The Wall Street Journal is reporting today that Google is making plans to sell a variety of co-branded tablet computers directly to consumers via an online store concept similar to the online fulfillment sites of Amazon and Apple. According to the WSJ, hardware manufacturers Samsung Electronics, AsusTeK Computer, and possibly Motorola Mobility Holdings will be tapped to provide the tablet models.
Similar to Google’s failed experiment with its branded Nexus One phone in 2010, the effort is directed at providing a direct consumer fulfillment model, but this time will include the ability to also up-sell various electronic content services. The WSJ quotes people familiar with this strategy as indicating that Google believes that the current model for selling tablets is broken, including the inability of wireless carriers to gain any market traction as a fulfillment channel. Also reported was that the company is considering subsidizing the cost of future tablets in order to be able to compete on pricing with Amazon’s Kindle Fire. The article stresses however, that physical stores will still remain an important channel for Google.
If this development turns out to be accurate, it will represent another effort by the search leader to directly make a new presence in the consumer electronics sector. We recently provided commentary on Google’s entry into the home entertainment device area.
The current tablet and e-reader wars are intense and Apple continues to outpace the market in terms of the consumer “wow” factor and overall market share. Supply Chain Matters trusts that Google will apply the learning from its previous past Nexus One flawed experiment in understanding the required strategies, underlying supply chain support processes and technology capabilities that make up worldwide direct e-fulfillment presence. The bar is set rather high with the current online direct fulfillment capabilities that exist at Amazon and Apple sites.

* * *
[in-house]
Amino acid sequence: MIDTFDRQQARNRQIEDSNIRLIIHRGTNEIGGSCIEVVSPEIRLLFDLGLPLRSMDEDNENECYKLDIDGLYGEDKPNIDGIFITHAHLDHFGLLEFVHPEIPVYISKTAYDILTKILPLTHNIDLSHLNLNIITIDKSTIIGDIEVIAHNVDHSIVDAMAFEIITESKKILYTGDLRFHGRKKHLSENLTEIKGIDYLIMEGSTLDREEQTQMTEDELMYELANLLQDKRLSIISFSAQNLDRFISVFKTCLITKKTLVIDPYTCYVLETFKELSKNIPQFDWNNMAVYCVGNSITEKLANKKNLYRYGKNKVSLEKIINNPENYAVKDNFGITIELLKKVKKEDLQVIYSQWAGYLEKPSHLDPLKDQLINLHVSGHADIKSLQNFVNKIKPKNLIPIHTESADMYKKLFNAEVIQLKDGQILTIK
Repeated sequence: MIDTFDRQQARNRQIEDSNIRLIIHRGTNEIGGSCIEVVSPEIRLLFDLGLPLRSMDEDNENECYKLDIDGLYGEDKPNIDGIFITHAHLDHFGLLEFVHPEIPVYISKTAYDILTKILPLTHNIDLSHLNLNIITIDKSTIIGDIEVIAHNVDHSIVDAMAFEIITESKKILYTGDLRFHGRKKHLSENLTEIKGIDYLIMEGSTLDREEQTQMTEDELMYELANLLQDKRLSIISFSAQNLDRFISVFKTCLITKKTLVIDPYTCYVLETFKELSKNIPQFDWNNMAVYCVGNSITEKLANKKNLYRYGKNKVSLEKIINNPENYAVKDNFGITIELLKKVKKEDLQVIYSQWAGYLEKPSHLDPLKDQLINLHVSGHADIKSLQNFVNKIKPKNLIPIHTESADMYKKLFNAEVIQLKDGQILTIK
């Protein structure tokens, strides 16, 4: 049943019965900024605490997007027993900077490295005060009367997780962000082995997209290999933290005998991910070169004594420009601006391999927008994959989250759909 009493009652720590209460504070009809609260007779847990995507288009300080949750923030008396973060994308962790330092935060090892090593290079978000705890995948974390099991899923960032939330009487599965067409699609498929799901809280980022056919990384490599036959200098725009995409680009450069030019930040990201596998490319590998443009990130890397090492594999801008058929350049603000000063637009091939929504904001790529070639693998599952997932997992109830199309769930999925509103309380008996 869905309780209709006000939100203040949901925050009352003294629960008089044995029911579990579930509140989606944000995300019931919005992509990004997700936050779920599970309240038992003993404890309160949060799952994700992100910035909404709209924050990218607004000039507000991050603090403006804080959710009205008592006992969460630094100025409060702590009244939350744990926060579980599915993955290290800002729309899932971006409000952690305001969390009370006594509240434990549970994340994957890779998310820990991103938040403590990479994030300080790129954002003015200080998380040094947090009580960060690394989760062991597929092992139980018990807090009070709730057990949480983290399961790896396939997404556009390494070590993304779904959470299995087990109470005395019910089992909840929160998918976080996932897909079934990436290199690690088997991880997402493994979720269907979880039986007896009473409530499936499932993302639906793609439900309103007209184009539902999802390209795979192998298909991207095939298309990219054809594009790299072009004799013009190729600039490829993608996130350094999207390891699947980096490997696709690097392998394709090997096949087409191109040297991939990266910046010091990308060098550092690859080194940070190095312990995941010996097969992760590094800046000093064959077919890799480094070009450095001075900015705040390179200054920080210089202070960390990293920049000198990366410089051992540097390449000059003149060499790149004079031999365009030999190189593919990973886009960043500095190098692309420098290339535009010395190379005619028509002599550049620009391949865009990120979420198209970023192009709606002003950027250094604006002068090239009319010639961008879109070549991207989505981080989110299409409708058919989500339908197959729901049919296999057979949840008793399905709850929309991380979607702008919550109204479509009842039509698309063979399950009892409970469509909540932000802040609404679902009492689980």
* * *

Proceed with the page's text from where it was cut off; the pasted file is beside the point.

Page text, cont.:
The WSJ points out that Google is prepared to invest big bucks in the marketing and advertising support of its planned online site. We suggest that some of those monies be allocated toward investments in world-class supply chain planning, execution, intelligence and decision-making capabilities, or to an existing online fulfillment services provider that has the potential to outpace the current capabilities in the market. Supply chain strategy needs to support desired business outcomes. For Google, that outcome is a cool tablet, delivered at a market competitive price, with a seamless online ordering and customer service experience, with adequate supply to meet global consumer demand.